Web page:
Ghana government fails to pay fertilizer companies
Government on Tuesday said it could not roll-out the national fertiliser subsidy programme for the 2014 cropping season.
This, according to Mr Fifi Fiavi Kwetey, Minister of Food and Agriculture, was because the Government had not been able to pay the fertiliser companies a total of GH¢64 million being subsidies on fertilisers they distributed in 2013.
Mr Kwetey, who is the Member of Parliament (MP) for Ketu South Constituency in the Volta Region, was answering questions pertaining to the agriculture sector, on the floor of Parliament.
The question, an urgent one, which stood in the name of Dr Sagre Babangi, New Patiotic Party (NPP) MP for Walewale, sought to know from the minister when the distribution of subdised fertilisers would commence in the on-going cropping season.
“The fertilser companies have indicated that with this amount outstanding, they could not continue with the subsidy programme for the 2014 cropping season.
“The Government of Ghana paid up Ghc46 million of the aforementioned outstanding in the last one week,” Mr Kwetey said.
He said: “It is gratifying to note that even though the national fertiliser subsidy programme was not rolled out because of the aforementioned reason, there were targeted fertiliser subsidies for rice production in 2014 season.”
Mr Kwetey also answered a question that stood in the name of Dr Owusu Afriyie Akoto, NPP MP, which sought to know what practical steps and policy measures the ministry was taking to reduce the rising cost of import of basic food items.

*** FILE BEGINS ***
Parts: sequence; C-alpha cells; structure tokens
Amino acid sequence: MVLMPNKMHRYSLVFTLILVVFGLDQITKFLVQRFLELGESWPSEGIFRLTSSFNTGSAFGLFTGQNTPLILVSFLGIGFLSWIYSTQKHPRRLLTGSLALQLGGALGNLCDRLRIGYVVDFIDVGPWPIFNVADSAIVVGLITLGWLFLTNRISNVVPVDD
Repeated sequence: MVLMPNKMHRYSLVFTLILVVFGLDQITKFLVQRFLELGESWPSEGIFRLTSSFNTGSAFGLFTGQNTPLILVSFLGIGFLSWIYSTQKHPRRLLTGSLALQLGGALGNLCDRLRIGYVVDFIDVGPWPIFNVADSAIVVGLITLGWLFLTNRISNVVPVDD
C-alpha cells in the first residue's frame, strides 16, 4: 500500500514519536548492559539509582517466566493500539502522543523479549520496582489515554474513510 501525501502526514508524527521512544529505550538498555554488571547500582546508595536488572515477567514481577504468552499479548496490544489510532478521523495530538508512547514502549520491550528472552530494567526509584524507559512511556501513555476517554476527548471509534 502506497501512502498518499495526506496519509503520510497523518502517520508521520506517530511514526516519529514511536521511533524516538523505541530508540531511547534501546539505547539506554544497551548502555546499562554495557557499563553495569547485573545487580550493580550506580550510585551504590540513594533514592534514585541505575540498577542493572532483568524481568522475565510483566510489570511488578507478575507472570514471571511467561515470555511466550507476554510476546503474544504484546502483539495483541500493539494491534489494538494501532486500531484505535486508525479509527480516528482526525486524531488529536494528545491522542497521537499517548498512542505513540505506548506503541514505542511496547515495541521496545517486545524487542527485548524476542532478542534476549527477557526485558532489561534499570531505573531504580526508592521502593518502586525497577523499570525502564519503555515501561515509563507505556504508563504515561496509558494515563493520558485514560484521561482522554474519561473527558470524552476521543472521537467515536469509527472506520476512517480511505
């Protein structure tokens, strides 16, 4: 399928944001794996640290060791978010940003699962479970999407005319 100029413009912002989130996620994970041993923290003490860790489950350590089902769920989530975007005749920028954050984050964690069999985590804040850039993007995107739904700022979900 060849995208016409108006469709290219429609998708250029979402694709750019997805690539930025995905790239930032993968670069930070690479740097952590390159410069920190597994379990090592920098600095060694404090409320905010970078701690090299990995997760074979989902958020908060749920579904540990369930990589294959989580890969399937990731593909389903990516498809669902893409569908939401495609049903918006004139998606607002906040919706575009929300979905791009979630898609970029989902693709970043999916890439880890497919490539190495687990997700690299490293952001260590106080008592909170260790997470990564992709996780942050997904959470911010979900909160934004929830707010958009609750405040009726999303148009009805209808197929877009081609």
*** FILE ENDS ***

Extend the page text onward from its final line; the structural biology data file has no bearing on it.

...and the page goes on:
The items include rice, tomatoes, cooking oil, poultry and meat.
The Food and Agriculture Minister said the question would be best handled by the Ministry of Trade and Industry as the ministry responsible for import-export trade.
Mr Kwetey, however, said the ministry, in its responsibility for facilitating local agricultural production for food security and import substitution, had adopted short-term and medium to long term measures to address short-falls in the production of certain food items.
On oil palm, Mr Kwetey said the ministry was transforming selected stations within the oil palm belt into oil palm technology transfer centres.
He said with support from private and donor organisations, the ministry would establish nurseries to distribute 100,000 improved oil palm planting materials per year as a way of improving small holders’ access to improved planting material.
It would also provide back-stopping and training to farmers in good agronomic practices.
Mr Kwetey announced that the ministry was in discussion with the Agence Francaise de Developpement, a French agency, to develop a total of 10,000 hectares of oil palm out-grower project in the Central and Western regions.
He said the programme would enhance the efficiency of the 1,200 small scale palm oil mills.
For tomato, he said the ministry was in the process of introducing greenhouse technology to enable farmers to increase yields and produce year- round with reduced pest and disease incidence.
Other measures are the development of irrigation facilities, collaboration with research and capacity building of farmers to enhance production.